Holiday Senses

I usually taught a unit about our 5 senses early in the year, but I liked to reinforce this learning through the whole year.  One of the ways we reviewed and reinforced 5 senses was this simple book we made during the holiday season.

I actually made an entire book in front of the children, and read it several times.  Sometimes we read the words in a pocket chart too.  Then I took apart the book I made and put one page at each table, along with the materials to complete that page.  The children would each start out at their own table, then move to different tables to finish the book at their own speed. That is why it was important to put picture cues as well as the words on each page.  The children had to find the page in their book to match the sample page and materials at each table.  Each child read the book to me when it was finished, the picture cues also helped every child successfully “read.”

The children used a triangle tracer for the tree and I put out sequins, stars, all kinds of stuff to glue onto the tree.

Ahead of time I strung the bells on a piece of colored string and tied a knot.  The easiest way to do this was just to string a whole bunch of the bells and slide them down the string.  Then I would slide the bell closest to the end of the string about 2 inches from the end.  I’d cut off the string at about 4 inches and tie the knot, then slide the next bell down to the end and cut and tie it.  Parent helpers were great for this job!

The kids taped the string holding the bell on the page, then glued the paper bell over the top of the string.

I put cinnamon in an old glitter shaker.  The children would cut out and glue on the gingerbread man, then put glue on for the details.  They placed their book on top of a cookie sheet and sprinkled the cinnamon, then dumped off the extra onto the tray.  We often made cinnamon applesauce ornaments that day too because they smell so great!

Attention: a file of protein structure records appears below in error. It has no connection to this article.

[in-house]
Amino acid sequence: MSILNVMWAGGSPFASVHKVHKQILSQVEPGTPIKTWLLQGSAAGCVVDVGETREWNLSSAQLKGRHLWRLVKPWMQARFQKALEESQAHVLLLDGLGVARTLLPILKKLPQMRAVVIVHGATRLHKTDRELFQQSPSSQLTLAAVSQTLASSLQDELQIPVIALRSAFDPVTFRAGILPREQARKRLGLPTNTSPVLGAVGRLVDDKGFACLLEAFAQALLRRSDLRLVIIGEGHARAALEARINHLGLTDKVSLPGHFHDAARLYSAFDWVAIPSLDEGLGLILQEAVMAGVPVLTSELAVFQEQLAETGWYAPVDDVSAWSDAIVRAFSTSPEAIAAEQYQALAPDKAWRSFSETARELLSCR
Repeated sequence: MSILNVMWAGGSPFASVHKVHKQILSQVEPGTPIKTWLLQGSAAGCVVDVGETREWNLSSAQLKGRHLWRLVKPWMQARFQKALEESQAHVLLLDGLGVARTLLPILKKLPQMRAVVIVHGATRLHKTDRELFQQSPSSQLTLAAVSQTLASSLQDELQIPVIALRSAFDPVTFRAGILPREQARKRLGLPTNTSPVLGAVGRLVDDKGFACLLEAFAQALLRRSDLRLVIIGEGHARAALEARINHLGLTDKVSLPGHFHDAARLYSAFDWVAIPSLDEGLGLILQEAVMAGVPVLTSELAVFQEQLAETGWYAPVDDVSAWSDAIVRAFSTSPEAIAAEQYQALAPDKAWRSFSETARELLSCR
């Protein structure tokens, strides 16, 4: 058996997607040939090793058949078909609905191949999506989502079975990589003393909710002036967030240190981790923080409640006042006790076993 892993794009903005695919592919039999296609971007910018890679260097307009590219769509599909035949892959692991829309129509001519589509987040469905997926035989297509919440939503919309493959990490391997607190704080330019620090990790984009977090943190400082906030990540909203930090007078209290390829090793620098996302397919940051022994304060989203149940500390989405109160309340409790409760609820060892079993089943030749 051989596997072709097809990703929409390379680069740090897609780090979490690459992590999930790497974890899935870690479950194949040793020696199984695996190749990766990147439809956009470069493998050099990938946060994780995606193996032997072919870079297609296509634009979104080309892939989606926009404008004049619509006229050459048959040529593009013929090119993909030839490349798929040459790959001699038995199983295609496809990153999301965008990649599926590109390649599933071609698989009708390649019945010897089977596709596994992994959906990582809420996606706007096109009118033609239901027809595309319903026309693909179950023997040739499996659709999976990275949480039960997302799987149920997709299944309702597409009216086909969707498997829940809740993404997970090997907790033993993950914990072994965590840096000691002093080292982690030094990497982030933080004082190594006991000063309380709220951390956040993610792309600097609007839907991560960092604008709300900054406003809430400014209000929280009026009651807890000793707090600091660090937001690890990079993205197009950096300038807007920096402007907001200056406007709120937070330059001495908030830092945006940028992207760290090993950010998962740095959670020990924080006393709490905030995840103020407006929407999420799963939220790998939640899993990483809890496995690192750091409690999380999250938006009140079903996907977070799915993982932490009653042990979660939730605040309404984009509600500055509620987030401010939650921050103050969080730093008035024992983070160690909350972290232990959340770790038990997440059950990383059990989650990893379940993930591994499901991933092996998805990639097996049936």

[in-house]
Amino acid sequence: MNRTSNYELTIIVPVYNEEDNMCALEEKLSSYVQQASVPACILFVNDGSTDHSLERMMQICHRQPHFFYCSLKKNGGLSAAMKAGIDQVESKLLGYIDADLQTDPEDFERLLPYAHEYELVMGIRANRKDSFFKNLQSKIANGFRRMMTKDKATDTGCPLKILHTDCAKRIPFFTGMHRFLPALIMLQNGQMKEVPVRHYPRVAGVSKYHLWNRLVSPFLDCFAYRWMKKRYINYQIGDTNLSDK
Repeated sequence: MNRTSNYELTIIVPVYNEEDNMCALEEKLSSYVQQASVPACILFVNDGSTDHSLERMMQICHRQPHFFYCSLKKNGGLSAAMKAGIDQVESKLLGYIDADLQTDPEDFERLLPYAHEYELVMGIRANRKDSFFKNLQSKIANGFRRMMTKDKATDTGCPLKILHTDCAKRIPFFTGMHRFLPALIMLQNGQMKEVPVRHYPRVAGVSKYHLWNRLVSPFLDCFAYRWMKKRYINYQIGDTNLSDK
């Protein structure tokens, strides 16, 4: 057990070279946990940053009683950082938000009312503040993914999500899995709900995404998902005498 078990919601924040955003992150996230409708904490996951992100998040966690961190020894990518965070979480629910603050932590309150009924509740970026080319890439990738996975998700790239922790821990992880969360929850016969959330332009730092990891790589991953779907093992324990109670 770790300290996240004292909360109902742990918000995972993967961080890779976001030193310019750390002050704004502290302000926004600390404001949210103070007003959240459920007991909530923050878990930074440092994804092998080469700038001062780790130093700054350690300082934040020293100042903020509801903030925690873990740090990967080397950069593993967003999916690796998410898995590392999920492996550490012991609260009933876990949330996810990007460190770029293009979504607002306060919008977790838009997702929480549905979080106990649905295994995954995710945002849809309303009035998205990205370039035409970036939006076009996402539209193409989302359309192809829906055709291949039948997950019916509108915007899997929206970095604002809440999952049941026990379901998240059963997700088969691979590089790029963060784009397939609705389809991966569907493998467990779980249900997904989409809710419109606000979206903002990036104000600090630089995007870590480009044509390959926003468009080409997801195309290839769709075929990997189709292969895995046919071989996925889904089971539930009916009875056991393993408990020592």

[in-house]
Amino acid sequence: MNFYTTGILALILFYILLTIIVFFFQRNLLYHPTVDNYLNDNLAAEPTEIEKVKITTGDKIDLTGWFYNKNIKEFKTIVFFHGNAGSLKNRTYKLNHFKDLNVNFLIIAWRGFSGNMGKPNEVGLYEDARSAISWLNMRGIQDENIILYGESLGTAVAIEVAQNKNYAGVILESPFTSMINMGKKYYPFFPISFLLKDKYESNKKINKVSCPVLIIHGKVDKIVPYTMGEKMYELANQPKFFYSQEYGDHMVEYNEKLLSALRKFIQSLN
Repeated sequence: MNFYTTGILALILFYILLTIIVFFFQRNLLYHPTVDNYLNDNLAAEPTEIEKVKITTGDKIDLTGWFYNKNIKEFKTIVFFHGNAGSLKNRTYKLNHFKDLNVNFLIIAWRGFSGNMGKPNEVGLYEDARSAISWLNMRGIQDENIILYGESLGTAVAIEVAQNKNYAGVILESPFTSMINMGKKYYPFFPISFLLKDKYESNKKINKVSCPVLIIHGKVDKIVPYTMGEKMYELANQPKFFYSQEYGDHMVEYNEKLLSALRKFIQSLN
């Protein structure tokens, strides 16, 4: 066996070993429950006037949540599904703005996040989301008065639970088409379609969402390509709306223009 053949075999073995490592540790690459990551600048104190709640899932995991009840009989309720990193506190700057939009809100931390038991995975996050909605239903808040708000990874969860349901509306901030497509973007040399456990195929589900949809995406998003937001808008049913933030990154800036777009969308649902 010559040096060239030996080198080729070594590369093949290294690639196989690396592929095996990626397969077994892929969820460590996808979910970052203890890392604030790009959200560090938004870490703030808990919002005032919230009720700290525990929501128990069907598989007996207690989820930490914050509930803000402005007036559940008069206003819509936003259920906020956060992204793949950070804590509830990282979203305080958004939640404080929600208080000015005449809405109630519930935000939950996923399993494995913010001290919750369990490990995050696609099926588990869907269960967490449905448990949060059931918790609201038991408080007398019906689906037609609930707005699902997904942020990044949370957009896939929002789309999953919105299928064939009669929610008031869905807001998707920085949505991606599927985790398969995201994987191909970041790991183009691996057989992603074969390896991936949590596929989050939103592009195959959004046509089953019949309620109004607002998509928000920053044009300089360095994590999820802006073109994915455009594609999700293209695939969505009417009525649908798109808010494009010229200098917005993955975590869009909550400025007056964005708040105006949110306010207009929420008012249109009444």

The triangle for the hat used the same size tracer as the tree page.  I really modeled pulling off a small amount of fiberfill, and stretching it out.

The children traced a candy cane and painted the stripes, I modeled blotting it so we could read the book right away.  You could easily use markers instead.  I usually gave each child a mini candy cane when they read the completed book to me.

The text in this book can be easily adapted, depending on your class’s reading readiness, and which sight words you want to reinforce.  You could write  “I can see the tree…”  or “I like to see the tree…”  or “You can see the tree…”  or even  “I want to see the tree…”

I don’t have the masters for this book, but I am including a pdf copy of each page so you could use the clipart along with your own words.

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Sorry, I know there must be a way to put all these pages on one pdf file, I tried but it didn’t cooperate!  I really am just playing with this and trying to figure it out!  Any expert suggestions are very welcome!

3 Comments (+add yours?)

  1. Allie Magnuson
    Dec 18, 2010 @ 21:43:12

    This is a great idea and I wish I would have seen it before I wrote a post about Christmas sensory integration for my blog on Scholastic.com, so I could include a link to it – or even do it with my own class! I like the hat; I didn’t think of that one!.

    You can see what I ended up doing by reading my post, called “Christmas Sensory Integration: Rudolph’s Light, Frosty’s Snow, Jingle Bells, and the Gingerbread Man”, at:

    http://blogs.scholastic.com/classroom_solutions/2010/12/christmas-sensory-integration-rudolph-frosty-jingle-bells-gingerbread-man.html

    Keep up the good work!

    ~Allie

    Reply

  2. Aaron G. Moore (@aarongmoore)
    Oct 08, 2012 @ 18:32:01

    I may try this with a grade one class later this month, adapting it for Hallowe’en.

    Reply

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